“We thought it simply incredible that we could own such an awful thing… sitting in our child’s bedroom for two years without our knowledge,” said Ms. Harmann. “It’s simply unbelievable what parents have to deal with these days.”
She said her daughter, who found Cayla “stupid” and “ugly,” parted with the bugged doll without a tear. Still, Ms. Harmann was hesitant to destroy it and donated it instead to the German Spy Museum Berlin, which had launched an appeal for unwanted Caylas.
“I told the museum it would actually be much nicer for Cayla to have a purpose and warn other parents instead of simply destroy it with a hammer,” she said. “We now have a little celebrity in the museum.”
The museum’s Florian Schimikowski said Cayla became the first toy in its collection, which houses a specimen of Enigma, the notorious Nazi encryption machine, and the “Fotosnaiper,” a gun-shaped camera used by spies to take long-distance shots of their targets.
“It sounds a bit like an overreaction to call on parents to destroy the doll,” said Mr. Schimikowski.
But Abby-Sue Mook, a 17-year-old Austrian visitor wandering around the museum, disagreed: “She can spy on households. I think it’s good that she had to be destroyed.”
Is That New Doll Spying On Your Kids?
What if strangers are using one of your child’s toys to spy on them? In the new world of connected toys, truth can be spookier than fiction.
These devices make up what’s called the internet of things or IoT. The IoT is a fancy way of describing the ever-growing number of objects that are talking to each other. And they’re collecting all sorts of information about us and the world around us.
The more we use them, the more it seems we’re OK with these devices watching us.
But what happens when these devices are used to watch our children? A team of researchers at Edith Cowan University has begun a 3-year research project investigating just that.
The Internet Of Toys
The team, led by Dr. Donell Holloway, is looking at what parents and children understand about connected devices like Hello Barbie and My Friend Cayla. Both are part of a growing trend of connected toys, which make up a subset of the internet of things, appropriately called the internet of toys. Just like other IoT devices, these toys work by collecting and sharing data about the people using them. In this case, children.
This data can include voice files of conversations a child has with their toys. It can also include demographic information such as a child’s birthday or even a child’s location.
Professor Lelia Green, who is on the ECU team with Donell, told me, “[Children] love playing with technology, but they are too young to realise the implications of data and data privacy. Parents haven’t really had a chance to think about [the implications of] this. They accept a lot of privacy implications with their daily mobile phone use and maybe don’t think this is substantially different.”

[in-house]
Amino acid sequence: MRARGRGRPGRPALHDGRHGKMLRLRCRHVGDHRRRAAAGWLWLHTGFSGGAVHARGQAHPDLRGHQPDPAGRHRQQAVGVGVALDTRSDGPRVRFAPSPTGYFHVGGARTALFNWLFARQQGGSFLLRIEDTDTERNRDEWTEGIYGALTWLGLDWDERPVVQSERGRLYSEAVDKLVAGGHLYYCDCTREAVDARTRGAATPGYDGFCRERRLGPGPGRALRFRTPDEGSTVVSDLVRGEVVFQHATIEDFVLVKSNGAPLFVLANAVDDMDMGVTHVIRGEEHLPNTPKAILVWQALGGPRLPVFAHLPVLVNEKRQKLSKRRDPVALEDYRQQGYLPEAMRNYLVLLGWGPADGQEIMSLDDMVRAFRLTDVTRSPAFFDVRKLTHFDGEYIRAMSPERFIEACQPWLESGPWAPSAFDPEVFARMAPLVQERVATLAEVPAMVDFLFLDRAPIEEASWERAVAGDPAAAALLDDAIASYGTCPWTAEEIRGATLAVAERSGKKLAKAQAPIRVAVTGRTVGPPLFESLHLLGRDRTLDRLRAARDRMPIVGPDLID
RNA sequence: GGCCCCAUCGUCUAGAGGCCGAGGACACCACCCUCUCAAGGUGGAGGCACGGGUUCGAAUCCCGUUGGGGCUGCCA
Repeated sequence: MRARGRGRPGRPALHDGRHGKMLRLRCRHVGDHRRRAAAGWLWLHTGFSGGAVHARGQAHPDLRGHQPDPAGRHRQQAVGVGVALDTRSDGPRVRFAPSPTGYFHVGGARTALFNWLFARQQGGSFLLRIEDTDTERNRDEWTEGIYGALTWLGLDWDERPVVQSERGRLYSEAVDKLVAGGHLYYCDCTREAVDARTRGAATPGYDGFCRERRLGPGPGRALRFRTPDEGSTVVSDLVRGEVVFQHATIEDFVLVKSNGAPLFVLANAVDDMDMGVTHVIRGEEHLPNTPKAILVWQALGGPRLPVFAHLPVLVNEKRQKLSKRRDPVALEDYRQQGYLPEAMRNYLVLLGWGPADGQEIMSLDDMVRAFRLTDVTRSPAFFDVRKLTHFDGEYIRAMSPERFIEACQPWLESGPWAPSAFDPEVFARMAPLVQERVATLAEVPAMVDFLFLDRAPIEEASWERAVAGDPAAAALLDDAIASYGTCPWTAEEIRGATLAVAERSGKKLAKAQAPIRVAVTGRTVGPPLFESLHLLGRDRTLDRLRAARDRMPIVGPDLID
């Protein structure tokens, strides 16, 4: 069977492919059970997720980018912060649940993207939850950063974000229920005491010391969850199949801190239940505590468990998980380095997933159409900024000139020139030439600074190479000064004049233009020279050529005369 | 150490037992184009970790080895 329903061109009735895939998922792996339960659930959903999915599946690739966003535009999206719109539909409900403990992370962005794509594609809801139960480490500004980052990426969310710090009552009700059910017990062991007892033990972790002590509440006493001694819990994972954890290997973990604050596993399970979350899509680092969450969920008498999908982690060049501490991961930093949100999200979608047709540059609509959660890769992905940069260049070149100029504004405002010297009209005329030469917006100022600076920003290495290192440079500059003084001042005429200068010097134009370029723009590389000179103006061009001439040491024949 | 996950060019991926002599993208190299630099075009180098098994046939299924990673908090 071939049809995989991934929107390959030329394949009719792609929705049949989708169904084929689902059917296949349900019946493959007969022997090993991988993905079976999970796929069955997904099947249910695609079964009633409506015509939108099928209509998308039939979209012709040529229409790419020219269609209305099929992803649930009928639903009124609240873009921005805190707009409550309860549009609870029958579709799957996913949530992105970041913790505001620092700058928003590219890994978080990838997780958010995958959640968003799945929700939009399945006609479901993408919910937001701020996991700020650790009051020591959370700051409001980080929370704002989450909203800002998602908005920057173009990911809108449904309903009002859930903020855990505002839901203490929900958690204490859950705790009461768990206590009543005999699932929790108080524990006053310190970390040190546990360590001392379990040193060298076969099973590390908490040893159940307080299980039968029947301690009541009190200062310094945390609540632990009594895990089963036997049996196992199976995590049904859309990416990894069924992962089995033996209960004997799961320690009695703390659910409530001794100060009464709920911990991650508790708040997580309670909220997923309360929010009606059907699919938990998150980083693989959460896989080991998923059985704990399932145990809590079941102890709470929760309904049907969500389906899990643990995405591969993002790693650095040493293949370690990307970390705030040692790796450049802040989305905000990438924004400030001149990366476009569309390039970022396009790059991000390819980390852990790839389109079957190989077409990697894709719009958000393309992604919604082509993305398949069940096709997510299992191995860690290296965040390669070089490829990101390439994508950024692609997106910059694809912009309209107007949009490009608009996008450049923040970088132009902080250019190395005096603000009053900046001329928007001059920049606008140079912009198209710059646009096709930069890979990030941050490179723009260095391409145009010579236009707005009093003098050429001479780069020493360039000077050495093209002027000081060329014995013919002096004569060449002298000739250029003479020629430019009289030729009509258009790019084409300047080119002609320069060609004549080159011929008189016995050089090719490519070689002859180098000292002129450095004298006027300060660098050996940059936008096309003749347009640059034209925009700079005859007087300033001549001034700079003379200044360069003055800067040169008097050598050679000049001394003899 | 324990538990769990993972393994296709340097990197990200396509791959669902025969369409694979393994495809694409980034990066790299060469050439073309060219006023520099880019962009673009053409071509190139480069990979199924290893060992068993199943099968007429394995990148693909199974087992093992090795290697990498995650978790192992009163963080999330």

Unlike adults, who may be more conscious of what they share when using connected devices, Lelia told me, “Children are very confiding and trusting when talking about their life to their toys.”
An “Illegal Espionage Apparatus”
Parents may be surprised to know that this information can be used for marketing purposes or even product placement. For example, a ‘smart’ doll may need to be connected to a parent’s phone to work. Suddenly, their phone is lit up with ads for things the child talked to their doll about.
Since privacy regulations vary widely from country to country, it’s hard for parents to know how safe their children’s information actually is. Further, since these devices can (and have) been hacked, there are also some very real safety risks for children. German regulators at the country’s Federal Network Agency even described My Friend Cayla an “illegal espionage apparatus” that must be destroyed.
Australia vs The EU
As the reaction from the Germans suggests, the European Union takes privacy quite seriously. As Lelia described to me, “In Australia, the discussion has been far less wide ranging and robust, and consumers here have less protection [than the EU].”
For this reason, Donell and her team will be looking at eight Australian families and nine European families. This way, they can see how and why privacy cultures may differ across different countries.
All participant families will receive a Cozmo connected toy. The children participating in the study will be asked to share their thoughts and experiences using the toy. This will help the researchers to understand what children experience and think with regards to their privacy while using these toys.
The team aims to complete their research by 2021, which is when they will begin publishing their findings. As Australian regulators are move to increase privacy protections, this research could provide some much needed insight.